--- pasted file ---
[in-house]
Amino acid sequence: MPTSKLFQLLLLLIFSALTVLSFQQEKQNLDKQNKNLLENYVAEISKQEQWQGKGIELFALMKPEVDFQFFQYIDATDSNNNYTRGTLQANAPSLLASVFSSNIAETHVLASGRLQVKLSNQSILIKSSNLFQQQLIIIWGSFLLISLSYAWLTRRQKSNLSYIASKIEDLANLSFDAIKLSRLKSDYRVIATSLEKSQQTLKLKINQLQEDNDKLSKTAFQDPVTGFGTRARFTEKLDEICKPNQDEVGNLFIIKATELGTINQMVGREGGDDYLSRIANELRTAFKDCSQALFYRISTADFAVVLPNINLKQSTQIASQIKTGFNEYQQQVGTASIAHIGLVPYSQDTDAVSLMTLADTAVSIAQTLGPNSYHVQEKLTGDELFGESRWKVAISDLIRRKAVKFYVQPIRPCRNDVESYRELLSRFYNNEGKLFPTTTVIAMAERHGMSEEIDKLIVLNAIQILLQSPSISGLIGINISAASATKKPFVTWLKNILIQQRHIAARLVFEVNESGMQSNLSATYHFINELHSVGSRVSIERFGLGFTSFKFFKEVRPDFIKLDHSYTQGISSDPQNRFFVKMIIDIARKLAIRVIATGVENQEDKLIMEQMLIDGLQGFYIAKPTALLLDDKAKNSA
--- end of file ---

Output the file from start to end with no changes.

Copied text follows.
[in-house]
Amino acid sequence: MPTSKLFQLLLLLIFSALTVLSFQQEKQNLDKQNKNLLENYVAEISKQEQWQGKGIELFALMKPEVDFQFFQYIDATDSNNNYTRGTLQANAPSLLASVFSSNIAETHVLASGRLQVKLSNQSILIKSSNLFQQQLIIIWGSFLLISLSYAWLTRRQKSNLSYIASKIEDLANLSFDAIKLSRLKSDYRVIATSLEKSQQTLKLKINQLQEDNDKLSKTAFQDPVTGFGTRARFTEKLDEICKPNQDEVGNLFIIKATELGTINQMVGREGGDDYLSRIANELRTAFKDCSQALFYRISTADFAVVLPNINLKQSTQIASQIKTGFNEYQQQVGTASIAHIGLVPYSQDTDAVSLMTLADTAVSIAQTLGPNSYHVQEKLTGDELFGESRWKVAISDLIRRKAVKFYVQPIRPCRNDVESYRELLSRFYNNEGKLFPTTTVIAMAERHGMSEEIDKLIVLNAIQILLQSPSISGLIGINISAASATKKPFVTWLKNILIQQRHIAARLVFEVNESGMQSNLSATYHFINELHSVGSRVSIERFGLGFTSFKFFKEVRPDFIKLDHSYTQGISSDPQNRFFVKMIIDIARKLAIRVIATGVENQEDKLIMEQMLIDGLQGFYIAKPTALLLDDKAKNSA